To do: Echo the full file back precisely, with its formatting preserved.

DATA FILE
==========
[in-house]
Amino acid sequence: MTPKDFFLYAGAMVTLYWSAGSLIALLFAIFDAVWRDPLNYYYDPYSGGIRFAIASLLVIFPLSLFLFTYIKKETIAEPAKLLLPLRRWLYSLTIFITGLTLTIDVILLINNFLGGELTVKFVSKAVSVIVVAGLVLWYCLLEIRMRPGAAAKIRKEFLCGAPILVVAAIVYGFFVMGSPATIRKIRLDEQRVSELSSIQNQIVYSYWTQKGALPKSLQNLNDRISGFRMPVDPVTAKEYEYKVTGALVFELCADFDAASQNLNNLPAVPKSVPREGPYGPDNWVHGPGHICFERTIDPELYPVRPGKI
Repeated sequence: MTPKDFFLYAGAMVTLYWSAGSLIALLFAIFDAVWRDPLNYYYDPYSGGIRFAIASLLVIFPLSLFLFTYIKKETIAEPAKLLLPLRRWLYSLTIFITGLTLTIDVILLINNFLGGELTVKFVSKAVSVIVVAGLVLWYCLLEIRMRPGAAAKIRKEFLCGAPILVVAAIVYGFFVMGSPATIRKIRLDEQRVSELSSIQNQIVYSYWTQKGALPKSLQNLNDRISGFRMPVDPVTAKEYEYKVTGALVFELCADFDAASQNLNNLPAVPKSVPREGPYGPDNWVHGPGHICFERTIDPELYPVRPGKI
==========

[in-house]
Amino acid sequence: MTPKDFFLYAGAMVTLYWSAGSLIALLFAIFDAVWRDPLNYYYDPYSGGIRFAIASLLVIFPLSLFLFTYIKKETIAEPAKLLLPLRRWLYSLTIFITGLTLTIDVILLINNFLGGELTVKFVSKAVSVIVVAGLVLWYCLLEIRMRPGAAAKIRKEFLCGAPILVVAAIVYGFFVMGSPATIRKIRLDEQRVSELSSIQNQIVYSYWTQKGALPKSLQNLNDRISGFRMPVDPVTAKEYEYKVTGALVFELCADFDAASQNLNNLPAVPKSVPREGPYGPDNWVHGPGHICFERTIDPELYPVRPGKI
Repeated sequence: MTPKDFFLYAGAMVTLYWSAGSLIALLFAIFDAVWRDPLNYYYDPYSGGIRFAIASLLVIFPLSLFLFTYIKKETIAEPAKLLLPLRRWLYSLTIFITGLTLTIDVILLINNFLGGELTVKFVSKAVSVIVVAGLVLWYCLLEIRMRPGAAAKIRKEFLCGAPILVVAAIVYGFFVMGSPATIRKIRLDEQRVSELSSIQNQIVYSYWTQKGALPKSLQNLNDRISGFRMPVDPVTAKEYEYKVTGALVFELCADFDAASQNLNNLPAVPKSVPREGPYGPDNWVHGPGHICFERTIDPELYPVRPGKI